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There is a growing literature on brain activity in the nonpsychotic first-degree relatives of patients with schizophrenia as measured using functional imaging. This systematic review examined 20 studies in 4 domains of cognition, including cognitive control (7 samples), working memory (5 samples), long-term memory (4 samples), and language (4 samples). While the literature was widely divergent, these studies did consistently find activation differences between patients’ relatives and controls. The most consistent increases in activation within hemisphere were found in right ventral prefrontal cortex (PFC) and right parietal cortex. Abnormal activity, defined as significant increases or decreases in activation relative to controls irrespective of hemisphere, was found in about two-thirds of contrasts in the cerebellum, dorsal prefrontal, lateral temporal, and parietal cortices, and thalamus, with basal ganglia and ventral PFC showing abnormalities in approximately half of those contrasts. Anterior cingulate was generally spared in patients’ relatives. The diversity of findings in studies of patients’ relatives may derive from differences between the cognitive demands across studies. We identify avenues for building a more accurate and cumulative literature, including symmetrical inclusion criteria for relatives and controls, recording in-scanner responses, using both a priori and whole-brain tests, explicitly reporting threshold values, reporting main effects of task, reporting effect sizes, and quantifying the risk of false negatives. While functional imaging in the relatives of schizophrenia patients remains a promising methodology for understanding the impact of the unexpressed genetic liability to schizophrenia, no single region or mechanism of abnormalities has yet emerged.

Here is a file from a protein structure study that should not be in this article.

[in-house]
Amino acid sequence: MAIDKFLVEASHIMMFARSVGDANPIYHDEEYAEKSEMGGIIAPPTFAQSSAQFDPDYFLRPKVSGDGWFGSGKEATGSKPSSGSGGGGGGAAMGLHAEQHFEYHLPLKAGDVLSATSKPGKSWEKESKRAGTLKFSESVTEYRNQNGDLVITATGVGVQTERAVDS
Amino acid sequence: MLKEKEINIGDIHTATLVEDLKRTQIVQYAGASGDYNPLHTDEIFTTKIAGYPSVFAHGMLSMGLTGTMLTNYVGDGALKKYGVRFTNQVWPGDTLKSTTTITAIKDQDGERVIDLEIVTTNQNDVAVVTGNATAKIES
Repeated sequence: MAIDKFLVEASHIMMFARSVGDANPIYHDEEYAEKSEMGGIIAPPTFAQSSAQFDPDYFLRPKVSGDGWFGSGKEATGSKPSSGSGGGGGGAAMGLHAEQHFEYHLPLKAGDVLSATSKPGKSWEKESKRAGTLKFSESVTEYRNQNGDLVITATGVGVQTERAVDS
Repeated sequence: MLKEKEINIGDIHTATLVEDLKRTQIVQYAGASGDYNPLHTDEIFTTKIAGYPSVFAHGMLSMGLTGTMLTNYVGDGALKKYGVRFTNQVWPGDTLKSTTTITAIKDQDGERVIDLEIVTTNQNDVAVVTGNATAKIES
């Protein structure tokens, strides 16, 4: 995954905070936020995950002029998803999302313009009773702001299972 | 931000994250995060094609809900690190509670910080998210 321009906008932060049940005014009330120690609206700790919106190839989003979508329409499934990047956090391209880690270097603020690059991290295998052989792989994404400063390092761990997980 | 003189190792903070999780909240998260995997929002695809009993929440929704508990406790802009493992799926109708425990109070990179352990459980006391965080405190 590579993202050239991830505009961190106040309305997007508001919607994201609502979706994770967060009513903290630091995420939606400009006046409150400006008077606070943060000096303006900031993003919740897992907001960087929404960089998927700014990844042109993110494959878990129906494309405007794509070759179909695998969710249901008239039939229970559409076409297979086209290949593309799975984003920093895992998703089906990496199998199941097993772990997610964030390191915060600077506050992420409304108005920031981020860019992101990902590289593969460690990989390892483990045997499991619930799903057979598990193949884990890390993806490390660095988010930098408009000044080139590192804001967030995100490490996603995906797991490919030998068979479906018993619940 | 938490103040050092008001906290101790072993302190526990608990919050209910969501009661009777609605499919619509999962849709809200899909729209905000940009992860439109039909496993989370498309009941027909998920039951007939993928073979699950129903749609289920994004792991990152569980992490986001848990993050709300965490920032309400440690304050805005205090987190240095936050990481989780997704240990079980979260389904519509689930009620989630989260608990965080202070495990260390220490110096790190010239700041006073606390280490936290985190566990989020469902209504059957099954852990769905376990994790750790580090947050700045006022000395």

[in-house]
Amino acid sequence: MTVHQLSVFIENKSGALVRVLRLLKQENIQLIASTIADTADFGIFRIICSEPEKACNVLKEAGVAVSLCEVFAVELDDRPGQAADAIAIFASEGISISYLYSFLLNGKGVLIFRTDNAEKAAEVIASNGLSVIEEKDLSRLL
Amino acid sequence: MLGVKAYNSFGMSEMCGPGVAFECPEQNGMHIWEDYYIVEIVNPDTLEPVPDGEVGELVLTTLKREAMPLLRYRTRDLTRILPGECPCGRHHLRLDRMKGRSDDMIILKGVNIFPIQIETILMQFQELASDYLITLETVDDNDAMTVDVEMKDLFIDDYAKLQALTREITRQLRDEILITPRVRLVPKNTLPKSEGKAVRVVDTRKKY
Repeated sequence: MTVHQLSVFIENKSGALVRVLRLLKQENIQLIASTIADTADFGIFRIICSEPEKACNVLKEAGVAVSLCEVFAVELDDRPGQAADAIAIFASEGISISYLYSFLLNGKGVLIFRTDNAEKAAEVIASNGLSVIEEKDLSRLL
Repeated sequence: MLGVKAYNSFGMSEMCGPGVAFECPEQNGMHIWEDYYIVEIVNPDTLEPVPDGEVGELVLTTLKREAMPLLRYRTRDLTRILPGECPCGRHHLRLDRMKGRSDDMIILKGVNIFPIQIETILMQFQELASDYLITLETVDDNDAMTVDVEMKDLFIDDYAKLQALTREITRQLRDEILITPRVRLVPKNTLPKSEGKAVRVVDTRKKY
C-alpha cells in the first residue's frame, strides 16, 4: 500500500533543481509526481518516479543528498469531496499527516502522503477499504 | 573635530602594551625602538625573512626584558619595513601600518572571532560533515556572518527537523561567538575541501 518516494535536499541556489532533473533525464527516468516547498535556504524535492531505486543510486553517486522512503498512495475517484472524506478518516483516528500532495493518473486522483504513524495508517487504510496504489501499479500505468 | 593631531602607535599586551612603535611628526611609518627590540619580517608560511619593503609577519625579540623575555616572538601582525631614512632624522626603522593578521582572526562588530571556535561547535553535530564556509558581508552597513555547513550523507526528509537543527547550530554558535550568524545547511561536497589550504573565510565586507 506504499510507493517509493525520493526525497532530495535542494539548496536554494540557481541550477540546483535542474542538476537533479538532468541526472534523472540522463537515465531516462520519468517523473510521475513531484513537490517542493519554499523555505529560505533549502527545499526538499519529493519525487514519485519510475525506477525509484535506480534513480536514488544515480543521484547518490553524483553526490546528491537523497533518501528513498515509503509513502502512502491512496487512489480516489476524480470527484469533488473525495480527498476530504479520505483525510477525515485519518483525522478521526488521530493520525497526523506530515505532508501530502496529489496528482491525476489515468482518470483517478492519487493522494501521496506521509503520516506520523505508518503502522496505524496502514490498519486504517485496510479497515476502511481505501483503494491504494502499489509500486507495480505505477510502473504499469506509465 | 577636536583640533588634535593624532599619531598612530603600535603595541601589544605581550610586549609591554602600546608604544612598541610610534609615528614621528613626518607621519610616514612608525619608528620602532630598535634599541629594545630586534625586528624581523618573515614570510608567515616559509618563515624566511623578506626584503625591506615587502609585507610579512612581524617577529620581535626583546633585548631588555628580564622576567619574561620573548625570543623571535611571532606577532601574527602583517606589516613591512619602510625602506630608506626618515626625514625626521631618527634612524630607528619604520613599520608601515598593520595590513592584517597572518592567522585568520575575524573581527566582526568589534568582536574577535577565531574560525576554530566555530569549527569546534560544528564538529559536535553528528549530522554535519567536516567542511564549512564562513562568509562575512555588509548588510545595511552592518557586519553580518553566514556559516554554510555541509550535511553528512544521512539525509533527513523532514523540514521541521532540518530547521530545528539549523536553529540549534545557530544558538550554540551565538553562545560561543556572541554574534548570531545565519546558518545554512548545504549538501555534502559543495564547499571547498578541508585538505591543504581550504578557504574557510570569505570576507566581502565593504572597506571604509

The liability to schizophrenia is highly heritable, as shown through the patterns of risk in twins and other family members. However, robust susceptibility genes for schizophrenia have not yet been identified, due in part to its complicated mode of inheritance.1,2 The identification of biological markers that are presumably more proximal to the activity of genes contributing to schizophrenia etiology has been an elusive goal in psychiatric genetic research. However, such markers remain much sought after because they have the potential to improve the ability of genetic studies to detect risk genes.3–5